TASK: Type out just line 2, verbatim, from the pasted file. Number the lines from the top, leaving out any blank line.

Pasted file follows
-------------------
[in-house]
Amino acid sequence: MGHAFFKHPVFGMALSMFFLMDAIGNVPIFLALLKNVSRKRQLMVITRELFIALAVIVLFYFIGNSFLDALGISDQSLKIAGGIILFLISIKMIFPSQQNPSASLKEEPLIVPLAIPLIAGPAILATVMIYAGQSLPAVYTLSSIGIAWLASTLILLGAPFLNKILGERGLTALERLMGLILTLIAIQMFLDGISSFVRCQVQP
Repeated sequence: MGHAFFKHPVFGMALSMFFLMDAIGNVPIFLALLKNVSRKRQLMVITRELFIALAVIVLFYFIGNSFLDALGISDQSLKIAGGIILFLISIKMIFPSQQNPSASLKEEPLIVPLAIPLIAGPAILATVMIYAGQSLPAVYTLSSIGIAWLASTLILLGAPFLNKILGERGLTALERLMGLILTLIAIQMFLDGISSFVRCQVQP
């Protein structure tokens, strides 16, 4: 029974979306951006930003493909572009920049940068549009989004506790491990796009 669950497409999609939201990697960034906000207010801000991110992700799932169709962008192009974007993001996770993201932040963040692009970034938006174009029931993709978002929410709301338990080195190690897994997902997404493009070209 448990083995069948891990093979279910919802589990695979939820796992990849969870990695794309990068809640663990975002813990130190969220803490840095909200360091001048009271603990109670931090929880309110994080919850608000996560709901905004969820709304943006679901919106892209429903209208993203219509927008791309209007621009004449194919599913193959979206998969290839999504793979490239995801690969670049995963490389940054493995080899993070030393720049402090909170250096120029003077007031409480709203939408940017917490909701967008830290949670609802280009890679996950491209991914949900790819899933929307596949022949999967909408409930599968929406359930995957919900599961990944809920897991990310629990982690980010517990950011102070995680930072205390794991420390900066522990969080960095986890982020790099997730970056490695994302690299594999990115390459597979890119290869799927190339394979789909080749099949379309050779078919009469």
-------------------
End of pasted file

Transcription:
Amino acid sequence: MGHAFFKHPVFGMALSMFFLMDAIGNVPIFLALLKNVSRKRQLMVITRELFIALAVIVLFYFIGNSFLDALGISDQSLKIAGGIILFLISIKMIFPSQQNPSASLKEEPLIVPLAIPLIAGPAILATVMIYAGQSLPAVYTLSSIGIAWLASTLILLGAPFLNKILGERGLTALERLMGLILTLIAIQMFLDGISSFVRCQVQP